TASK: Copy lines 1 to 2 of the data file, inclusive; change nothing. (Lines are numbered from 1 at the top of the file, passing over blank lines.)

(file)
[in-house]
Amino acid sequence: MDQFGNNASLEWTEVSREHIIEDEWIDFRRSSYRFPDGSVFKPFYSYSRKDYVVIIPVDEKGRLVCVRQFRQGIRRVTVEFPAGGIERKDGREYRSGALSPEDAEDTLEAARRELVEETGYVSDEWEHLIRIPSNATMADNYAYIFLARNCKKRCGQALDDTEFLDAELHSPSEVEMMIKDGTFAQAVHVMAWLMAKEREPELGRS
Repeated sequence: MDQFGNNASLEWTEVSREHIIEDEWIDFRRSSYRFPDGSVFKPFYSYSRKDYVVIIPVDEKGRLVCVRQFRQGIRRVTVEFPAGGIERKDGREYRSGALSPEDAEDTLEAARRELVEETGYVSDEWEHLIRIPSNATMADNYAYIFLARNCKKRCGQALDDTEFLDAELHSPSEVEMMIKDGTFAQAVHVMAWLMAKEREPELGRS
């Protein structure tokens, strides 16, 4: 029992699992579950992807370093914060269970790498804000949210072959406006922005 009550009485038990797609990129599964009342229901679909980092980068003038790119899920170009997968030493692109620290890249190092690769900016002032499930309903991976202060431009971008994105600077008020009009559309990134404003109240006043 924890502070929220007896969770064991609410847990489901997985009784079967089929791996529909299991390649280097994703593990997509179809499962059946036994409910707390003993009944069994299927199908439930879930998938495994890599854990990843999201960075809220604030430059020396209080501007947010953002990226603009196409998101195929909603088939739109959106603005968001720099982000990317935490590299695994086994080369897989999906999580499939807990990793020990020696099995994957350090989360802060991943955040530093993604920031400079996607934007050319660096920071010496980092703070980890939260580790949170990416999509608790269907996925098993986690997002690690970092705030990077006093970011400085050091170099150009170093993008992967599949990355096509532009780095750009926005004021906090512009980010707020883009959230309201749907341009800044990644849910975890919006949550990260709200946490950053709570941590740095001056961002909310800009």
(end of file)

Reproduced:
[in-house]
Amino acid sequence: MDQFGNNASLEWTEVSREHIIEDEWIDFRRSSYRFPDGSVFKPFYSYSRKDYVVIIPVDEKGRLVCVRQFRQGIRRVTVEFPAGGIERKDGREYRSGALSPEDAEDTLEAARRELVEETGYVSDEWEHLIRIPSNATMADNYAYIFLARNCKKRCGQALDDTEFLDAELHSPSEVEMMIKDGTFAQAVHVMAWLMAKEREPELGRS